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Brain tumours kill more children and adults under the age of 40 than any other cancer

The Queen’s Speech and a surprise from the PM

The Queen’s Speech and a surprise from the PM
by Hugh Adams

Delivered by Her Majesty on Tuesday and supported by a 163-page briefing document the Queen’s Speech contained more than 20 Bills and commitments to new legislation, with a strong focus on ‘levelling up’, adult education and the recovery from the pandemic.

What were the takeaways for brain tumour campaigners though?

In the briefing document Boris Johnson said: “My Government will build on the success of the vaccination programme to lead the world in life sciences, pioneering new treatments against diseases like cancer and securing jobs and investment across the country. My ministers will oversee the fastest ever increase in public funding for research…” and there is a commitment to “making the UK a global superpower, with a world leading research and development environment. Innovation is a key pillar of our approach to tackling the effects of the pandemic and levelling up the UK.”

The Government’s commitment to develop the Life Sciences as outlined in the briefing document is reproduced below, with our italics, to show points of real interest to Brain Tumour Research.

The UK has one of the world’s best research and sciences bases, including top class universities and globally renowned clinical research. To build on this, the Government has committed to bring forward a new Life Sciences strategy this summer. Furthermore, the Plan for Growth, published on 3rd March 2021, committed to build on the UK’s performance and leadership to date and create the most advanced genomic healthcare system in the world.

To continue building on this, the Government hopes to:

  • Aid the discovery of new treatments for diseases such as cancer, Alzheimer's and heart disease.
  • Deliver improved outcomes for patients across the UK and tackle health inequalities.
  • Contribute to levelling up economic opportunity and create better paid jobs for people across the UK.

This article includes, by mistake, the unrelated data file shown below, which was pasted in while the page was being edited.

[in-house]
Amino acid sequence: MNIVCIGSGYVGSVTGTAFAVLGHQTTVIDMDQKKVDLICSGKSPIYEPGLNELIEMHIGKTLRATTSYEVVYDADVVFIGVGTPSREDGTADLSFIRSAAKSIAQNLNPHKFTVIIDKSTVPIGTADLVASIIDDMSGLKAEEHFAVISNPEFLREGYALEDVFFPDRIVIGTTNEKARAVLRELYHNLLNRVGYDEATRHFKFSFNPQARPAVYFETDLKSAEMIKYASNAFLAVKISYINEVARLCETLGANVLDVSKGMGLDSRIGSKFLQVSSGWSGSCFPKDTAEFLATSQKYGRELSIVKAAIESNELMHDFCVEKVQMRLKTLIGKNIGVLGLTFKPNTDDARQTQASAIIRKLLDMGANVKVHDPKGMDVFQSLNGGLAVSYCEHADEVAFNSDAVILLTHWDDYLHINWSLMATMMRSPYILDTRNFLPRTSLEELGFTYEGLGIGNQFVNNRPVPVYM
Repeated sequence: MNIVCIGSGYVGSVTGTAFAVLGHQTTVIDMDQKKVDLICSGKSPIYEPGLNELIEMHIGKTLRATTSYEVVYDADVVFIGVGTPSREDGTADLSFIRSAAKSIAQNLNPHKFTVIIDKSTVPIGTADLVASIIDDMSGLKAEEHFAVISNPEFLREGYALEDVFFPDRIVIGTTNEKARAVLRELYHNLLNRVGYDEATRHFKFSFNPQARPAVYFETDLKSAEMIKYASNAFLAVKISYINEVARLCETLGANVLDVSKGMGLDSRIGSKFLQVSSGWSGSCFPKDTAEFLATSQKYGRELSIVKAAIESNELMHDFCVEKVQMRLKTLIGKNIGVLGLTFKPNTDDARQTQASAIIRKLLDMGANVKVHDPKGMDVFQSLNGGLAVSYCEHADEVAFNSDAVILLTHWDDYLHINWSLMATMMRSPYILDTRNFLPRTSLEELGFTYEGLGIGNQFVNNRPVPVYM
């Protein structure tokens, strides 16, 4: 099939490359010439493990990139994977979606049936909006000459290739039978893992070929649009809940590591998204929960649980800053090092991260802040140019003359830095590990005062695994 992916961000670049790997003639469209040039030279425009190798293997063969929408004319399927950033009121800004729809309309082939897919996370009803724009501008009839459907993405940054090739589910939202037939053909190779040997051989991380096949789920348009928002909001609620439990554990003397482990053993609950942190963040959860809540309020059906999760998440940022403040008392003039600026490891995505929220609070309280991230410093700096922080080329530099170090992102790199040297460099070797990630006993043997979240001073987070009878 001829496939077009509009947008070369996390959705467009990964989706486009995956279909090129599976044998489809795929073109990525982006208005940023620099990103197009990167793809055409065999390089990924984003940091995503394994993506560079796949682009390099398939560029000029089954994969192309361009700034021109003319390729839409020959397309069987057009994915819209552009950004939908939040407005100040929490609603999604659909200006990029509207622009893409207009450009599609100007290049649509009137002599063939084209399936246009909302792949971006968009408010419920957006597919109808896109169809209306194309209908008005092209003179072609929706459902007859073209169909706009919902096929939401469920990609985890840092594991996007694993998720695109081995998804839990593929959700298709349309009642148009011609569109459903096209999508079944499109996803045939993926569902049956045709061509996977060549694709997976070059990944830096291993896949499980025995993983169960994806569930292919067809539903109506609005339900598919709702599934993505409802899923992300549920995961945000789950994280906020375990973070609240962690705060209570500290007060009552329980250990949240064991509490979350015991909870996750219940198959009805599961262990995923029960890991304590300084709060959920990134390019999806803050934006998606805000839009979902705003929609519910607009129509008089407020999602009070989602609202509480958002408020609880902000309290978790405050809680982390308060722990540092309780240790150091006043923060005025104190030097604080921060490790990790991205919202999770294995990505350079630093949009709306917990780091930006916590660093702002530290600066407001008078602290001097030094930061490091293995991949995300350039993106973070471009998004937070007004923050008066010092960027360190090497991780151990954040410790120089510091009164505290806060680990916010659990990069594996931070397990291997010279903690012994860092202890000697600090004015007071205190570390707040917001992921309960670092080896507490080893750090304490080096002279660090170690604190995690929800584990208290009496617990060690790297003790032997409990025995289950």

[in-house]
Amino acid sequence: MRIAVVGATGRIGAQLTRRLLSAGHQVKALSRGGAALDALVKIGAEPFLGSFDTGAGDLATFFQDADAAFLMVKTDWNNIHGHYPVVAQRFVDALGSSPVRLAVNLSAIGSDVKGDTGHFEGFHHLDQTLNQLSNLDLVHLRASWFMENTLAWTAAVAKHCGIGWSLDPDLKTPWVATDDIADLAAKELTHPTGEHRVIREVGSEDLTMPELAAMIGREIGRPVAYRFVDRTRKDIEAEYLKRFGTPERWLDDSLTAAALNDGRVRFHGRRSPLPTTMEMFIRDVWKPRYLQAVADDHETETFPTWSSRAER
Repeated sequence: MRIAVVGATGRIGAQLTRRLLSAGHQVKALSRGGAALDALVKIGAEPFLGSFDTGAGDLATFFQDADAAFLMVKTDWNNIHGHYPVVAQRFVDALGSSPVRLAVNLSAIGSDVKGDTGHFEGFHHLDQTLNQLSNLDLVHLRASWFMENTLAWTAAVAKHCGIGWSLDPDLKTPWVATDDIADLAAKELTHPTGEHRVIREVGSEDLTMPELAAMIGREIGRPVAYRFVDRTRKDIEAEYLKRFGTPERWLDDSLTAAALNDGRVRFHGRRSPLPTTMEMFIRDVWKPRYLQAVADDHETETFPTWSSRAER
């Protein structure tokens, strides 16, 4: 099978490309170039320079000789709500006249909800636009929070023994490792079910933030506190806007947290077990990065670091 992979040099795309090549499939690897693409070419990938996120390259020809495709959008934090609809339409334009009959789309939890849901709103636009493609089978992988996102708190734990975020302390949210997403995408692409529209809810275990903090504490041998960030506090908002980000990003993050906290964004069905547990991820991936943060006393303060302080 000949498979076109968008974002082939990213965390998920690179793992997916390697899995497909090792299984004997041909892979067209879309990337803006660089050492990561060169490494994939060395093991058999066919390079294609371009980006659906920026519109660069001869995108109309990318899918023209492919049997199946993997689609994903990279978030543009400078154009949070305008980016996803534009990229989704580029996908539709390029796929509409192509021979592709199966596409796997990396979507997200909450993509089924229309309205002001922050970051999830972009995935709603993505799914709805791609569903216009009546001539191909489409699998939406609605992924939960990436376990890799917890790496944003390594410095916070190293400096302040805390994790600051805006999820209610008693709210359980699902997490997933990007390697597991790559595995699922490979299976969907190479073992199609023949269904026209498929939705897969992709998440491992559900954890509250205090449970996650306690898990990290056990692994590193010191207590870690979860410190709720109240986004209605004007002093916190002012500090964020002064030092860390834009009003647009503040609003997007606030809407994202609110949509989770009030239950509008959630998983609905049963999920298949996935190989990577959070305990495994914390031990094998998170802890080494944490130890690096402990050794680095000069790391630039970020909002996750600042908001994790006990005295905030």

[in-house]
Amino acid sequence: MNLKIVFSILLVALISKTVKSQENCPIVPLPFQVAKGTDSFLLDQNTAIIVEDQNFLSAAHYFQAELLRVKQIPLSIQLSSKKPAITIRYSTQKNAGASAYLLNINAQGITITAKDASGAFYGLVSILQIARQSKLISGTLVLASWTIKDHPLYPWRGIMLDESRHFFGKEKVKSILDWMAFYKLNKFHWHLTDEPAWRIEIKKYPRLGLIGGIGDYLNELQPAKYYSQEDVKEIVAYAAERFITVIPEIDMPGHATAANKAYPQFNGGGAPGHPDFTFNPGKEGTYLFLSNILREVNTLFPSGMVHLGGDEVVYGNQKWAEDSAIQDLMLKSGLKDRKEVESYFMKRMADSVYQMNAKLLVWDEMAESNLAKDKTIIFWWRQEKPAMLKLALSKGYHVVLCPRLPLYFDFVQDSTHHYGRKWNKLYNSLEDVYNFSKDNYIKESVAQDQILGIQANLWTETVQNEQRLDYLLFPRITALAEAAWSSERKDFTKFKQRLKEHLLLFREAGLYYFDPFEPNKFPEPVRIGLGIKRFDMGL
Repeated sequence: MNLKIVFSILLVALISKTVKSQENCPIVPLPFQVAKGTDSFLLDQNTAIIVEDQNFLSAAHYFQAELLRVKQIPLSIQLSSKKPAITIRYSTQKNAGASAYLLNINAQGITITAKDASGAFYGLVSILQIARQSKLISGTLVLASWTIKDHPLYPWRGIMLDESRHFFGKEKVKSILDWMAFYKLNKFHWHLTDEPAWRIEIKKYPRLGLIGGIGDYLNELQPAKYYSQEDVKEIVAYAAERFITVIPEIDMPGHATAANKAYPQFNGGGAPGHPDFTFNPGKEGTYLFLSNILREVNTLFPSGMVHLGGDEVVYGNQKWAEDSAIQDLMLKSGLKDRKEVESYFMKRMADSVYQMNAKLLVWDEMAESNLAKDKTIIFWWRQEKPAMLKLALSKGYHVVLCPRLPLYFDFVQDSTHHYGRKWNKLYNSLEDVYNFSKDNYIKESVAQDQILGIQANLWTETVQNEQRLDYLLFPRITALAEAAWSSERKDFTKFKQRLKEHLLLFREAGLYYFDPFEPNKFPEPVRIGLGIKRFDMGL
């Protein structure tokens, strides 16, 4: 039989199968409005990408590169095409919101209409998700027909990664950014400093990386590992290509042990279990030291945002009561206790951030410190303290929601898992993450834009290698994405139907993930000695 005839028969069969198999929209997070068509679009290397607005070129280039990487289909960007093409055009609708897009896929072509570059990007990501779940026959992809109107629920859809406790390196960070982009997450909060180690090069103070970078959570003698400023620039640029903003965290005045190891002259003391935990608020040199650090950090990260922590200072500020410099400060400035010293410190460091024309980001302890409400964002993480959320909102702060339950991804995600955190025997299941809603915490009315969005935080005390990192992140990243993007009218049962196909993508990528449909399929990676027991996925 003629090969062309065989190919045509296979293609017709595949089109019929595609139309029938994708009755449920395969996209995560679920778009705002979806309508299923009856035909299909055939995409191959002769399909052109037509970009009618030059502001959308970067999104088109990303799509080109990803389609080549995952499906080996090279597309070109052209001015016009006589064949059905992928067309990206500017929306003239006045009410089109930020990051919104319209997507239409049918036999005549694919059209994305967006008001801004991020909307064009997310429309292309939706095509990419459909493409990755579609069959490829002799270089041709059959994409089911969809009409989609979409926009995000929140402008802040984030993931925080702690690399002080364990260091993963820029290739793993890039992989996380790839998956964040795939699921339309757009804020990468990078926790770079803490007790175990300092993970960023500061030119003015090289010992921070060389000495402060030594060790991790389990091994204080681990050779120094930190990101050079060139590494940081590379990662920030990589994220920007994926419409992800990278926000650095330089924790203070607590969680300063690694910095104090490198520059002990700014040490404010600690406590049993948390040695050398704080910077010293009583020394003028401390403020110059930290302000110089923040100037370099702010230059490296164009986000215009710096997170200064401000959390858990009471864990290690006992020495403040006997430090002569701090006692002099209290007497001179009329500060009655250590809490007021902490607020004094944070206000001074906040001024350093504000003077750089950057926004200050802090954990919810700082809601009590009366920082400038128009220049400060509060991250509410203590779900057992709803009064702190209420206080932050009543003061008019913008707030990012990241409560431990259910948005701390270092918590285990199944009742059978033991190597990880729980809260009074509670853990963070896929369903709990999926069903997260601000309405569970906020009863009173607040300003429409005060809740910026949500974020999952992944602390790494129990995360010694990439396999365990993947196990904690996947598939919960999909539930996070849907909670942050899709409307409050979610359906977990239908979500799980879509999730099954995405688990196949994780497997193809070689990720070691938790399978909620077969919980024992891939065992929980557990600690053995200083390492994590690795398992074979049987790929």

• Bolster public health resilience to ensure the UK is best prepared for any future healthcare challenges.
  • Partner with industry, the NHS and academia to ensure the UK continues to lead the world in scientific innovation, especially in cutting edge industries including genomics, early-stage diagnosis, advanced manufacturing and digital health.

Research and Development

  • The Government is committed to making the UK a global superpower, with a world leading research and development environment. Innovation is a key pillar of their approach to tackling the effects of the pandemic and levelling up the UK.
  • Its goal is to further strengthen science, research and innovation across the UK, making them central in tackling the major challenges of today and the future.
  • The Government is investing £14.9 billion in R&D in 2021-22. This investment means Government R&D spending is now at its highest level in four decades. It is committed to increasing public expenditure on R&D to £22 billion, helping to deliver on its target to increase total UK R&D investment to 2.4 per cent of GDP by 2027.
  • In the R&D Roadmap, the Government set out its priorities for boosting innovation in the economy and making the UK a world-leading place to innovate and bring new products and services to market.
  • BEIS will publish an Innovation Strategy this summer to inspire, facilitate and unleash innovation across the UK; supporting and harnessing the tremendous capability of UK innovators to boost future prosperity locally and nationwide.

Advanced Research and Invention Agency Bill

The purpose of the Bill is to:

  • Establish the Advanced Research and Invention Agency (ARIA) as a new statutory corporation to fund high-risk, high-reward R&D.
  • Give ARIA broad powers to take an innovative approach to research funding, and a mandate for higher tolerance for failure when pursuing high-risk research.
  • Define ARIA’s relationship with the Government, giving it autonomy and freedoms to manage its day-to-day affairs.
  • Support this agile operating model by freeing ARIA from some standard public sector obligations.

The main benefits of the Bill are:

  • Creating a new agency to fund high-risk, high-reward research, to enhance the UK’s R&D offer and help cement the UK’s position as a global science superpower.
  • Supporting the creation of ground-breaking technology, with the potential to produce transformational benefits to our economy and society, new technologies and new industries. For example, the US Advanced Research Projects Agency took a similar approach to funding and supported the breakthrough research that underpins the internet and the Global Positioning System (GPS).
  • Diversifying the R&D funding system and providing innovative and flexible tools to push the boundaries of science at speed, reaching an even wider range of the research community.